Do you have blood type A? Traveler’s diarrhea could be a greater risk for you than people with other types.
A bacteria-produced protein appears to be the source of this issue, according to new research from the Washington University School of Medicine.
The illness goes by many names. In some areas they call it “Montezuma’s Revenge” and other regions refer to it as “Delhi Belly” or “Ghandi’s Revenge.” No matter what you call it, traveler’s diarrhea, affects numerous travelers and can put an extreme damper on a trip.
Symptoms typically appear within a few hours and include abdominal cramps, vomiting, fever and diarrhea. With complications, traveler’s diarrhea also has the potential to cause organ damage, coma or shock due to dehydration.
In the past, scientists found that patients with blood type A naturally had higher reports of bad illness from E. coli in Bangladesh. But, it was never known why the correlation existed. Now it’s believed that a protein produced by enterotoxigenic E. coli specifically works against blood group A cells.
To understand why the difference is present, it is first necessary to know how blood groups are categorized.
Groupings are dependent on the sugars that are on the surface of cells, particularly red blood cells. Type A sugars are recognizable and vary notably from B and O types.
Enterotoxigenic E. coli bacteria, often the cause of traveler’s diarrhea, releases a protein. The protein specifically latches onto the sugars of intestinal cells of those with blood type A. This causes patients to get sick faster and with greater severity.
Out of a study of 106 people, lead scientists James Fleckenstein, PhD, Matthew Kuhlmann, MD and Pardeep Kumar, PhD, found that over 81 percent of blood group A subjects had cases of traveler’s diarrhea which required treatment. About 30 percent less of O or B subjects needed treatment.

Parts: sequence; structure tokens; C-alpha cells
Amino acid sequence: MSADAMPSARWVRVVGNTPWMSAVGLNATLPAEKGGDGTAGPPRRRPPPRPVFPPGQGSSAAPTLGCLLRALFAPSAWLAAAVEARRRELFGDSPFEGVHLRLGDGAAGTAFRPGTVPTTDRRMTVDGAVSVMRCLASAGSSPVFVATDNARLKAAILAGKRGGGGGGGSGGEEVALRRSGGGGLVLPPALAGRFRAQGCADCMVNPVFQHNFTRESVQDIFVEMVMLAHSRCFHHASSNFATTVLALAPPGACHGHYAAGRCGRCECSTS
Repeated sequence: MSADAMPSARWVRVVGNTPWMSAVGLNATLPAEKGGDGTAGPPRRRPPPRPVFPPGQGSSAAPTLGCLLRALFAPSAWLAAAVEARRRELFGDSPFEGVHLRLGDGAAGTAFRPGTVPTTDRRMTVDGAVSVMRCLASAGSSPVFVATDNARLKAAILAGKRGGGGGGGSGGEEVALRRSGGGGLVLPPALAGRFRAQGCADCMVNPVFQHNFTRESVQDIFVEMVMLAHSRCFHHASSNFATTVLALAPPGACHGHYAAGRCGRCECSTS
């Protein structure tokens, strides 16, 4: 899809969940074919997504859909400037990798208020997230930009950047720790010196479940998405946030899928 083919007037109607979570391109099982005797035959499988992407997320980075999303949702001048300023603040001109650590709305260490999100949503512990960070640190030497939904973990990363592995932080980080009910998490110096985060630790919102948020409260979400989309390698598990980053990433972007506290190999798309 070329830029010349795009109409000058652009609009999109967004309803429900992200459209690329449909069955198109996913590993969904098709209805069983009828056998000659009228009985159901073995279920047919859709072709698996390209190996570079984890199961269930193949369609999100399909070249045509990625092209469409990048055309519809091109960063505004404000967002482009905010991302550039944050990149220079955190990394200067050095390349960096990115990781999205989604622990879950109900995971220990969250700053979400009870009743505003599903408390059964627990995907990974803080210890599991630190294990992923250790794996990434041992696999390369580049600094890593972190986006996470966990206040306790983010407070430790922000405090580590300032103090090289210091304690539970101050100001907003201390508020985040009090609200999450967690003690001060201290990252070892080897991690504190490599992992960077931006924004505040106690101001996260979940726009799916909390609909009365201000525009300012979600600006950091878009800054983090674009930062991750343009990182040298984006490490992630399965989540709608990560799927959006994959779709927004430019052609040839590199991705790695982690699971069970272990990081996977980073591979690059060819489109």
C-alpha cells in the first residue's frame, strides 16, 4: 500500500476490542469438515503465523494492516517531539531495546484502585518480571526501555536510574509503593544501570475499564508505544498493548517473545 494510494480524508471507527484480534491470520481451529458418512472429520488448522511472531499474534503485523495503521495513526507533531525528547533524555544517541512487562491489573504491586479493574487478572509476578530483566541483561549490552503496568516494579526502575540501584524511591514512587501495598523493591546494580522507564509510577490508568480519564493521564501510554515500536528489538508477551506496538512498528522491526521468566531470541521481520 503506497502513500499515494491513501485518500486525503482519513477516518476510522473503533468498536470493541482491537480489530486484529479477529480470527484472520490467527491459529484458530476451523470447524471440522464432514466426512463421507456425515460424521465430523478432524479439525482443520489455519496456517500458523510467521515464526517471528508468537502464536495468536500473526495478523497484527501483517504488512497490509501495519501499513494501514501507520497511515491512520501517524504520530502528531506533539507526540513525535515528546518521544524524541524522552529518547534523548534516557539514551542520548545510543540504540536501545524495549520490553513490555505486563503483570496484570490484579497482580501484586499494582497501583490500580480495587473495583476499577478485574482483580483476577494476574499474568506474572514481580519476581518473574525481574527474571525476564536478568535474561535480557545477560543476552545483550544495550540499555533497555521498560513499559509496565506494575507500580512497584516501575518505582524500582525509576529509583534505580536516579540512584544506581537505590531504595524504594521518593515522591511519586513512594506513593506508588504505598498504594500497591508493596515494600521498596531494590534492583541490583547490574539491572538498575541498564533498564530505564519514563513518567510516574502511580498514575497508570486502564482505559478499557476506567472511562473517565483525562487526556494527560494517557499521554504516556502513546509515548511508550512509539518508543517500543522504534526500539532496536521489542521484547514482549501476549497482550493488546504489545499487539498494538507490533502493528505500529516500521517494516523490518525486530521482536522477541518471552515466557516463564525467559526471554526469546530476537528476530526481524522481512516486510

The research was based on controlled human infection trials at Johns Hopkins University. Healthy volunteer subjects were given a dose of an E. coli strain taken from someone in Bangladesh. The subjects were then monitored for five days.
Four of these studies were done, with data and blood samples from 106 of the subjects given to Kuhlmann, Fleckenstein and Kumar.
It’s important to remember that these findings do not mean that people from blood types O and B are incapable of getting severe diarrhea. Conversely, everyone with type A isn’t guaranteed to develop more serious cases. Everyone should remain cautious for foodborne illnesses, especially when visiting riskier areas.
The CDC shares that high-risk areas for traveler’s diarrhea include most of Asia, Africa, Mexico, the Middle East and Central and South America.
Authors of the study say they hope a vaccination may be able to go after the protein to protect people with type A blood against enterotoxigenic E. coli infection.
If you’re traveling to a region that poses a risk for traveler’s diarrhea but are unsure how to avoid the virus, Passport Health can help. We can offer preparative tools to prevent the illness and medicine for those that get sick. A traveler’s diarrhea kit may be very helpful depending on your destination.
Did you know traveler’s diarrhea is often worse for people with blood type A? Has the illness ever cut a trip short for you or someone you know? Let us know in the comments below, or via Facebook and Twitter.
Written for Passport Health by Katherine Meikle. Katherine is a freelance writer and proud first-generation British-American living in Florida, where she was born and raised. She has a passion for travel and a love of writing, which go hand-in-hand.